Will what happens in Malmö spread to the rest of Sweden? Is Malmö the City of Tomorrow? We see today a disaster, with fears of a society no longer under control.
The city has gone from industrialism to post-industrialism. Modernity was a major redesign: it tore down and built new. Now another transformation is going on: immigration, internationalization. 52 percent of the school's population has an immigrant background and the percentage is rising.
For understandable reasons, it has not yet had time to sink in how much the municipalities like Malmö will be affected when they take over the main responsibility for the many people who are now given residence permits. But in my new book "Framtidsstaden," Malmö's head of primary schools calls the situation "a nightmare" and the head of municipal management of assistance says that it was "impossible from the start" to obtain housing to all. Malmö would have had to employ half of all preschool teachers and teachers who are trained in Sweden. And even before the Instruction Act was adopted in the spring of 2016, Malmö had 2600 homeless, writes Lars Åberg, who is a journalist and author with an interest in Malmö's development. His book "Framtidsstaden" (City of Tomorrow) comes out next week.
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With its geographical position Malmö should not be able to fail. There has been a radical transformation from the 1970s culture with people moving out, to the 2010s expansive occupancy of residences, where people apparently without irony compare themselves with Berlin and New York. It has also been a city with no real opposition. The bourgeoisie has been lame, and the ruling Social Democrats' fairly consistent with the university and the largest morning paper about how the city should be described.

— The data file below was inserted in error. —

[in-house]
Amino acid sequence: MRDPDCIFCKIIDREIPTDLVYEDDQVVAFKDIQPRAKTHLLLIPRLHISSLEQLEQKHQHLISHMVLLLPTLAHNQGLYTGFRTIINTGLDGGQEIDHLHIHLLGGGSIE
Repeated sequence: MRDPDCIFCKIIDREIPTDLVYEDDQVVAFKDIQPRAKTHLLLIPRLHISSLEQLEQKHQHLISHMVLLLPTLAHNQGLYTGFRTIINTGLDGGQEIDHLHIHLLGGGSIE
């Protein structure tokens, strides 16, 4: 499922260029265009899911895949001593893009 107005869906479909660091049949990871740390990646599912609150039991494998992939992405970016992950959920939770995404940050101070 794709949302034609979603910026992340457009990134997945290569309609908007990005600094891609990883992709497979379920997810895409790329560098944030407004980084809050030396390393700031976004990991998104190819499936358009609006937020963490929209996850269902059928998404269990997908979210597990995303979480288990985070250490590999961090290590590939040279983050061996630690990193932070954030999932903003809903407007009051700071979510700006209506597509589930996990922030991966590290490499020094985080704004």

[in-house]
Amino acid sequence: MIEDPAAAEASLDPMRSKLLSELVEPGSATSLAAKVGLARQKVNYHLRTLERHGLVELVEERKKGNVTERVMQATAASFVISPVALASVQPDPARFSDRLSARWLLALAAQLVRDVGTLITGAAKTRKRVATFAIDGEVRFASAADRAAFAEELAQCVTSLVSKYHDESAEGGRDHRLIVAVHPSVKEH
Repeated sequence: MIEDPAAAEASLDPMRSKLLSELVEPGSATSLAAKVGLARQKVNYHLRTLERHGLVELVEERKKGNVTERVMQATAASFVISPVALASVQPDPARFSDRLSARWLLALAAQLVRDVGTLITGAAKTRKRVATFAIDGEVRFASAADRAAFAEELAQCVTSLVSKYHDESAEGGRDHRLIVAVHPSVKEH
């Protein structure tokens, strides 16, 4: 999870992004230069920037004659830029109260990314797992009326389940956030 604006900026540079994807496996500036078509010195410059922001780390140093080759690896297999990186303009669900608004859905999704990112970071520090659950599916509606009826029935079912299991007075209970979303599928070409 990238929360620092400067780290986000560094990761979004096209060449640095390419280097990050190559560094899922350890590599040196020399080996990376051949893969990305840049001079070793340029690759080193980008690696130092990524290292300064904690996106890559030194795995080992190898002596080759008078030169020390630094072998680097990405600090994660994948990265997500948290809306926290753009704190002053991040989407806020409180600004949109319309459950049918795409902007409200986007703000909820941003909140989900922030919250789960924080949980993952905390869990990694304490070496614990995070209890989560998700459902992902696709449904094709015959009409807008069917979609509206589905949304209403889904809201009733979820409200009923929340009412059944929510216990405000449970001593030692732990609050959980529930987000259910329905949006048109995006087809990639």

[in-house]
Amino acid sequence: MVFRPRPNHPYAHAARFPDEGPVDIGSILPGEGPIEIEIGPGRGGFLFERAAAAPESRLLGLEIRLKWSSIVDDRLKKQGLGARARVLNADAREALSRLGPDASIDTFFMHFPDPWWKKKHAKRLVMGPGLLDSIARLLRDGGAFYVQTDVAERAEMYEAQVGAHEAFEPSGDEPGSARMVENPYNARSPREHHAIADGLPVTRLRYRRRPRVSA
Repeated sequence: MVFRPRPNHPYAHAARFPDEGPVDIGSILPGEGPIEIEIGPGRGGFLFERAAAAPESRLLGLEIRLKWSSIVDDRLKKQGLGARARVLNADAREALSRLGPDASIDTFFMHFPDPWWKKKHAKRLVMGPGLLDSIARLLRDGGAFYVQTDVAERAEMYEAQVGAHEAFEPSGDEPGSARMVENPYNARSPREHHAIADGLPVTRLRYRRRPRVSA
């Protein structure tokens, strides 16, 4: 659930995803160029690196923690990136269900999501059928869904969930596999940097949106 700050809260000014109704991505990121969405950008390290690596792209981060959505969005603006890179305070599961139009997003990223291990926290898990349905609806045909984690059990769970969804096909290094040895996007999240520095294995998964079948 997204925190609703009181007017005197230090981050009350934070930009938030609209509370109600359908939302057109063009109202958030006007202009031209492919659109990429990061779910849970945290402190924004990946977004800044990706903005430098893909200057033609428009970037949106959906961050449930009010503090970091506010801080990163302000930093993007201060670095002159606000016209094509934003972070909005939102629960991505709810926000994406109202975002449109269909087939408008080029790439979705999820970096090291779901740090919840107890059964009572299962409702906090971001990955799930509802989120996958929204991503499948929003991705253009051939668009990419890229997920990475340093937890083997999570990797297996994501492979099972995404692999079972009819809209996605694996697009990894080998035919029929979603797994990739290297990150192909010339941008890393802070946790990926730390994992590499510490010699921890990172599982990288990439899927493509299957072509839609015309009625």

In a place with so much local chauvinism, it has been regarded as almost disloyal to talk about social tensions, honor culture or threatening childhood environments. Despite that knowledge has existed and alarming reports have filled the municipal's shelves, the responsible politicians have for the longest denied that system threatening gaps exist. Appalling conditions have been described as challenges or opportunities.
Sadly, a national asylum crisis has been required for future issues now to be taken seriously, writes Åberg in GP.
However, it remains to be seen: As Malmö and other parts of Sweden turn into lawless areas, which are starting to resemble Middle-Estern war zones, will Sweden react? How? And when? And would a reaction trigger what they probably fear the most?
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READ: - The situation is very serious
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